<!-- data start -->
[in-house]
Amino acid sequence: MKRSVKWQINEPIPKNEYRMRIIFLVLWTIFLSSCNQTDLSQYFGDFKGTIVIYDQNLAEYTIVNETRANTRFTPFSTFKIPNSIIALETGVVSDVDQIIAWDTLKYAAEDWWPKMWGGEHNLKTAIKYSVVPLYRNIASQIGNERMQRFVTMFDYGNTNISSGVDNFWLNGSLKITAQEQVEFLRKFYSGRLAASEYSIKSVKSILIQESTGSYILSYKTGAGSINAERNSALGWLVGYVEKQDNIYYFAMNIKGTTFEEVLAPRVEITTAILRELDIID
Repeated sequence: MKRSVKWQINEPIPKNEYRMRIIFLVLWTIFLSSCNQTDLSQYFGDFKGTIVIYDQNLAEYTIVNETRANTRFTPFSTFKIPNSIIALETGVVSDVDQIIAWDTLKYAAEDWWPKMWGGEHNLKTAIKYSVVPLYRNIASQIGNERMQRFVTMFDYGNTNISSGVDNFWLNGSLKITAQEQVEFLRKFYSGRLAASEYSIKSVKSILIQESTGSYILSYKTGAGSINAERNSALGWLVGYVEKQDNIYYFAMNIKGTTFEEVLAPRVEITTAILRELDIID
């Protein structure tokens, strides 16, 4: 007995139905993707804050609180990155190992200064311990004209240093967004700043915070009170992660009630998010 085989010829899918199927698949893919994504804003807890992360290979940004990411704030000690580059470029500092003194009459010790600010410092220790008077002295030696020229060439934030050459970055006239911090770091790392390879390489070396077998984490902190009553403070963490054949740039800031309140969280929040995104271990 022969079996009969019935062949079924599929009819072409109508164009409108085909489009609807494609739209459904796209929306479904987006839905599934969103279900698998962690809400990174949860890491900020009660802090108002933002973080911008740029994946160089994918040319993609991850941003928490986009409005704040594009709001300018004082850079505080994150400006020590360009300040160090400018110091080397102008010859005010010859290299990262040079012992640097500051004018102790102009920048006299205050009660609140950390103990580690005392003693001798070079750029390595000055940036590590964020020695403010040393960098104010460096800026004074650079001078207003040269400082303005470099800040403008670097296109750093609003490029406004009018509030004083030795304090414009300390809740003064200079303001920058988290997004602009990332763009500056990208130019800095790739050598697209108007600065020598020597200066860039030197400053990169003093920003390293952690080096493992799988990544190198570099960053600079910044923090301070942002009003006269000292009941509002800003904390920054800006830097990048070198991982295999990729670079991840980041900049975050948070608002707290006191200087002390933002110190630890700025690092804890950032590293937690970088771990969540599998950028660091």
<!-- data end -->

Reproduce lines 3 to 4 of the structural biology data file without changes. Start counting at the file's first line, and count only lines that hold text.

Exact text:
Repeated sequence: MKRSVKWQINEPIPKNEYRMRIIFLVLWTIFLSSCNQTDLSQYFGDFKGTIVIYDQNLAEYTIVNETRANTRFTPFSTFKIPNSIIALETGVVSDVDQIIAWDTLKYAAEDWWPKMWGGEHNLKTAIKYSVVPLYRNIASQIGNERMQRFVTMFDYGNTNISSGVDNFWLNGSLKITAQEQVEFLRKFYSGRLAASEYSIKSVKSILIQESTGSYILSYKTGAGSINAERNSALGWLVGYVEKQDNIYYFAMNIKGTTFEEVLAPRVEITTAILRELDIID
């Protein structure tokens, strides 16, 4: 007995139905993707804050609180990155190992200064311990004209240093967004700043915070009170992660009630998010 085989010829899918199927698949893919994504804003807890992360290979940004990411704030000690580059470029500092003194009459010790600010410092220790008077002295030696020229060439934030050459970055006239911090770091790392390879390489070396077998984490902190009553403070963490054949740039800031309140969280929040995104271990 022969079996009969019935062949079924599929009819072409109508164009409108085909489009609807494609739209459904796209929306479904987006839905599934969103279900698998962690809400990174949860890491900020009660802090108002933002973080911008740029994946160089994918040319993609991850941003928490986009409005704040594009709001300018004082850079505080994150400006020590360009300040160090400018110091080397102008010859005010010859290299990262040079012992640097500051004018102790102009920048006299205050009660609140950390103990580690005392003693001798070079750029390595000055940036590590964020020695403010040393960098104010460096800026004074650079001078207003040269400082303005470099800040403008670097296109750093609003490029406004009018509030004083030795304090414009300390809740003064200079303001920058988290997004602009990332763009500056990208130019800095790739050598697209108007600065020598020597200066860039030197400053990169003093920003390293952690080096493992799988990544190198570099960053600079910044923090301070942002009003006269000292009941509002800003904390920054800006830097990048070198991982295999990729670079991840980041900049975050948070608002707290006191200087002390933002110190630890700025690092804890950032590293937690970088771990969540599998950028660091």